Finance Nirmala Sitharaman on Sunday said the government’s disinvestment policy is not akin to selling the family silver and said the government will work with the Reserve Bank of India on the proposal to privatise banks.

Rejecting the Opposition’s charge, the Finance Minister said the disinvestment policy has been devised to ensure better spending of taxpayers’ money and scaling up public sector enterprises in strategic area to their full potential.

“Family silver should be strengthened. It shouldn’t be that because you spread it so thinly. Our objective through this policy is to prime the assets in PSUs... to scale them up so that they reach the maximum potential to meet the aspirations of growing India,” Sitharaman said addressing a meeting with industry leaders.

“I also believe that the government’s commitment is to ensure qualitative spending of taxpayers money for returns,” she said at Yogi Sabhagruh in Dadar.

She also said the government wants few public sector enterprises in specified sectors to do well to ensure that taxpayer money is spent wisely.

Later addressing the media, she stated that disinvestment is a very responsible, transparent and open process and not just a random list.

In the Union Budget 2021-22 February 1, the Finance Minister had announced that the government has approved a policy of strategic disinvestment of public sector enterprises. “The policy provides a clear roadmap for disinvestment in all non-strategic and strategic sectors,” she had said.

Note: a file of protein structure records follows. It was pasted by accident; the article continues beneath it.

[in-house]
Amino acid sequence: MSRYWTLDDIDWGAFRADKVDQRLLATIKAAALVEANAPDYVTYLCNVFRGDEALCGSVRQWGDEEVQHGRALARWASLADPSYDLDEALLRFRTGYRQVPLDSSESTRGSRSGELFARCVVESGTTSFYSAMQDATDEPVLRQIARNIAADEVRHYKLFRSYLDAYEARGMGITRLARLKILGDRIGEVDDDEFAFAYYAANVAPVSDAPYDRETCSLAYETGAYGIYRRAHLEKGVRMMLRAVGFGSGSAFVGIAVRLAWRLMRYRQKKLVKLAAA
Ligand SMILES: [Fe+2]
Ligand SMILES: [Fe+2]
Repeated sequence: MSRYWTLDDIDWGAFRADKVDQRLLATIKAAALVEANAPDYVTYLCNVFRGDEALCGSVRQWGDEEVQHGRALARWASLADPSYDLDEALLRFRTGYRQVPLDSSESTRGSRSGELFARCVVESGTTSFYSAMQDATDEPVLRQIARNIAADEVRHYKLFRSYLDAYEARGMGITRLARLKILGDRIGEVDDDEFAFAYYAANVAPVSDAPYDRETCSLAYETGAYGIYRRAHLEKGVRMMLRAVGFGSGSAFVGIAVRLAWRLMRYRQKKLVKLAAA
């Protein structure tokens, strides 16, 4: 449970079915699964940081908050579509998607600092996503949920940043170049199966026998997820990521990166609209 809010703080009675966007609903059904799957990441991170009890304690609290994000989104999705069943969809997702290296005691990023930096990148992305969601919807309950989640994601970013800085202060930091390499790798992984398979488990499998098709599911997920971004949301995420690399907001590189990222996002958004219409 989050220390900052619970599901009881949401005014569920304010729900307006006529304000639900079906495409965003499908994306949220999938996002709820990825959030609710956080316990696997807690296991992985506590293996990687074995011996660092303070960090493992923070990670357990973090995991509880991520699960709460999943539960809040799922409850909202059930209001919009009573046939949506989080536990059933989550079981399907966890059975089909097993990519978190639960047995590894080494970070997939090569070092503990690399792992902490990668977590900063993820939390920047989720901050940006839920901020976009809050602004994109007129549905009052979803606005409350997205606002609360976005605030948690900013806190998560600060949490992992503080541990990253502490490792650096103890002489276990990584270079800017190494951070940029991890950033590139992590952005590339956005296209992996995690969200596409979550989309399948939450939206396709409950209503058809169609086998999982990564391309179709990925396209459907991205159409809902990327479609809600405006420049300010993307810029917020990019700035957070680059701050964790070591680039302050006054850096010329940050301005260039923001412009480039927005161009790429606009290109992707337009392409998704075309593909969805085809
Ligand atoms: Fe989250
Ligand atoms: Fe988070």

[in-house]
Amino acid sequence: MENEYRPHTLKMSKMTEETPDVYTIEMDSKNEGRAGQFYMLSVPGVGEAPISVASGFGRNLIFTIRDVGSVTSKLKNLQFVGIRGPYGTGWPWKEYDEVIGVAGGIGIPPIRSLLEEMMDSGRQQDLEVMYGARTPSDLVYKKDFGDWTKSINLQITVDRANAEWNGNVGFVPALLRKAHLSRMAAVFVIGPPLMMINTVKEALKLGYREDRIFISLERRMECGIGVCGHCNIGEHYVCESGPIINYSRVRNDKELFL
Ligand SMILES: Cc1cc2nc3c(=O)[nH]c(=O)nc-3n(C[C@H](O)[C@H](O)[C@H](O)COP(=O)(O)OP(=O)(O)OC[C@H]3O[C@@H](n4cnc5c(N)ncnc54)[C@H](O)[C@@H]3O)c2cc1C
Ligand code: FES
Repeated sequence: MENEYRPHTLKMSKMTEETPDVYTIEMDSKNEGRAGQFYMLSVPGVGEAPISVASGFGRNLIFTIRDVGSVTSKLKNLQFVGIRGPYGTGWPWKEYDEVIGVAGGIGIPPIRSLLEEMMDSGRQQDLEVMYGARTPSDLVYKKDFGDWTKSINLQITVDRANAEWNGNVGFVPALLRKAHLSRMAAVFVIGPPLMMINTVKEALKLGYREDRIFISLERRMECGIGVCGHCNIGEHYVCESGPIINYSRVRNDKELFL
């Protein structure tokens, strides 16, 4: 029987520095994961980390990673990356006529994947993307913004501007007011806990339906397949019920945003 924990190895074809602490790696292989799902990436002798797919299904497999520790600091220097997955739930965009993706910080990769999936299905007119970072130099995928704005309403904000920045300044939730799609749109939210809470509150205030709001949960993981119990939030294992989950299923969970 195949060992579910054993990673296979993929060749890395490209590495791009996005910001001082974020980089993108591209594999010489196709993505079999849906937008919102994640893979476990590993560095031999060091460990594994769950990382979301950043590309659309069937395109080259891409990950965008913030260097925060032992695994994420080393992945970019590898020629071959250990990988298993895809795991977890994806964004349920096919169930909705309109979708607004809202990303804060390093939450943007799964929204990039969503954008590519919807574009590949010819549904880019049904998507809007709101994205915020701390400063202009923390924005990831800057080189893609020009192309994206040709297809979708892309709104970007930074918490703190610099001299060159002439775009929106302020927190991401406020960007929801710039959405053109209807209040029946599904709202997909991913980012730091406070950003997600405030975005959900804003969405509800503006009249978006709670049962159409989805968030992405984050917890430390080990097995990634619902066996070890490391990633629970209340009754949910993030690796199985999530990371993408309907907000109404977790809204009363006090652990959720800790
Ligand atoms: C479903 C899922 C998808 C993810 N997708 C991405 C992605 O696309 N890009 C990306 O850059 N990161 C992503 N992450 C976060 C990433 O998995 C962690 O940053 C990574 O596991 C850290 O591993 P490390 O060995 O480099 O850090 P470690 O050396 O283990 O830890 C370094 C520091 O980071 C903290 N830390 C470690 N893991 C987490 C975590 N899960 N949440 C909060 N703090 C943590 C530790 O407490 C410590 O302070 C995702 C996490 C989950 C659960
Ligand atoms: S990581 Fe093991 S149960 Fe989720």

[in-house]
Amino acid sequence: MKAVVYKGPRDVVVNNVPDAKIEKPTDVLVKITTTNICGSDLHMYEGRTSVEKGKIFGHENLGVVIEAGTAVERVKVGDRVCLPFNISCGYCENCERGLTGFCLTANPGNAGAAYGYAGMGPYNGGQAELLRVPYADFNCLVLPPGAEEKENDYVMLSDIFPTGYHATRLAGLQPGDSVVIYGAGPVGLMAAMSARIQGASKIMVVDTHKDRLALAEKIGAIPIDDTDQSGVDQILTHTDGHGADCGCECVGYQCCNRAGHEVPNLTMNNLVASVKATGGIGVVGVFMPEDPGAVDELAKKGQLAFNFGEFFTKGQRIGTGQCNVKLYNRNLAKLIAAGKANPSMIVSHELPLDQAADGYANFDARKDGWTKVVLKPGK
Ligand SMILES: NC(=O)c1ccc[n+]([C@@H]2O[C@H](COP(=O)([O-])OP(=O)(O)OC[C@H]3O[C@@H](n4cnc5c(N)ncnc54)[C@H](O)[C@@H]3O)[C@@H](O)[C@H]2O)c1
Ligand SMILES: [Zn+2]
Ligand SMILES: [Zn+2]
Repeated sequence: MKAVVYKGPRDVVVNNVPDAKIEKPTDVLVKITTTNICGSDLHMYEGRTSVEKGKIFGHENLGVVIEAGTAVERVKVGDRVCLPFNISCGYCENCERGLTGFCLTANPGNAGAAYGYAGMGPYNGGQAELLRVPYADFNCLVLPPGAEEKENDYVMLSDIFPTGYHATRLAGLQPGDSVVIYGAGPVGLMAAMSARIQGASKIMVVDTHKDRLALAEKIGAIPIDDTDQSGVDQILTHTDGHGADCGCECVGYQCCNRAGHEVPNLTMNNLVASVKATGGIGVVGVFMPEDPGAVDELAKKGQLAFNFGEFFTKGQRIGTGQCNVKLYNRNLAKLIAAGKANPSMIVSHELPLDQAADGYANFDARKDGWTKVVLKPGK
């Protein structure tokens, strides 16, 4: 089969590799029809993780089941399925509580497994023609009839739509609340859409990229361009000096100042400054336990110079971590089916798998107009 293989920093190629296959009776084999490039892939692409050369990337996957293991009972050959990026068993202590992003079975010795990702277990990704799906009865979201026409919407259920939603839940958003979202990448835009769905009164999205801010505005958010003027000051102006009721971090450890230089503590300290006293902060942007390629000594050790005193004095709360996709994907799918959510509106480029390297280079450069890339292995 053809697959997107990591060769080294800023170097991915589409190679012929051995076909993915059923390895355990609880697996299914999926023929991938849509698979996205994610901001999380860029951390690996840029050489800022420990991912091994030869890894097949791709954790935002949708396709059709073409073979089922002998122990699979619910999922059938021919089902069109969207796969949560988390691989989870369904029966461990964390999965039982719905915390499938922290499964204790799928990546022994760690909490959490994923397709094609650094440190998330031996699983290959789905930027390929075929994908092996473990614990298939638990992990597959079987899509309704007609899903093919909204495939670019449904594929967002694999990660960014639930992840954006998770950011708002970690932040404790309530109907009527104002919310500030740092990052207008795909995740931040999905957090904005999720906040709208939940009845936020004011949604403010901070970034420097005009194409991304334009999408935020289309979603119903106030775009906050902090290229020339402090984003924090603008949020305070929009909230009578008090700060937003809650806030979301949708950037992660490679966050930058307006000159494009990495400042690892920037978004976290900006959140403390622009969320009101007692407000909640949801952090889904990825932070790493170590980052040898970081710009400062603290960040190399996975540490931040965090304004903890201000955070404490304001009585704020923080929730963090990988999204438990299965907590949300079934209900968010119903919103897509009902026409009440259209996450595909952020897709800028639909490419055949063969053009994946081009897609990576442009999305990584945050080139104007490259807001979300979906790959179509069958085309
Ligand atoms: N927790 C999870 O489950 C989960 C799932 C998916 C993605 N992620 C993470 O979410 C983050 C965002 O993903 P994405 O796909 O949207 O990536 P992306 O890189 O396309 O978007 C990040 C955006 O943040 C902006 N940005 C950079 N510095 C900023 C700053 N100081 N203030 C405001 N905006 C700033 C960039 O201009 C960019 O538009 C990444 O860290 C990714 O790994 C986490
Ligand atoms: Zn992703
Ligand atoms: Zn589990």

She also said the government has no plan to form any bank investment company that would house the government stakes in banks. The details are being worked out, she said.

The Budget has proposed to privatise two Public Sector Banks apart from IDBI Bank.

On the proposal of the asset reconstruction company, the Finance Minister said it is not a bad bank but a formulation to address the problem of banks’ non performing assets.

The government may have to give some guarantee for the National Asset Reconstruction Company, she said, adding that the solution is driven by banks and not by the government.

The Minister also said that the banks are gradually getting out of the risk aversion, set in during the early days of the pandemic.

The proposal for the Development Finance Institute is also based on past experience with IDBI, she said.

“Private DFI should also be there. Only the government can’t meet the aspirations and development requirements. Private sector also has a role and that is also being facilitated legally. The government DFI will also work in competition and work better,” she said.

No discussion on Covid cess

Meanwhile, the Finance Minister also stressed that the idea of putting an additional burden on the people through a Covid related cess or tax had never featured in government discussions for the Budget.

“The Prime Minister was clear that there should be not a burden of even one extra rupee on the public,” she said while noting that the Budget was finalised in the backdrop of revenue limitations.

The Minister also stressed that the government has full trust and faith in both business and taxpayers. It is now using big data and analytics to weed out those who are misusing and playing the system.

“Revenue from goods and services tax has been increasing the last three months as the economy is reviving. There is also a big role of technology, which is plugging leakages,” she said, stressing that honest taxpayers do not need to worry.

The government has taken steps for faceless assessment and appeal and has now proposed to reduce this time-limit for re-opening of assessment to three years from the present six years.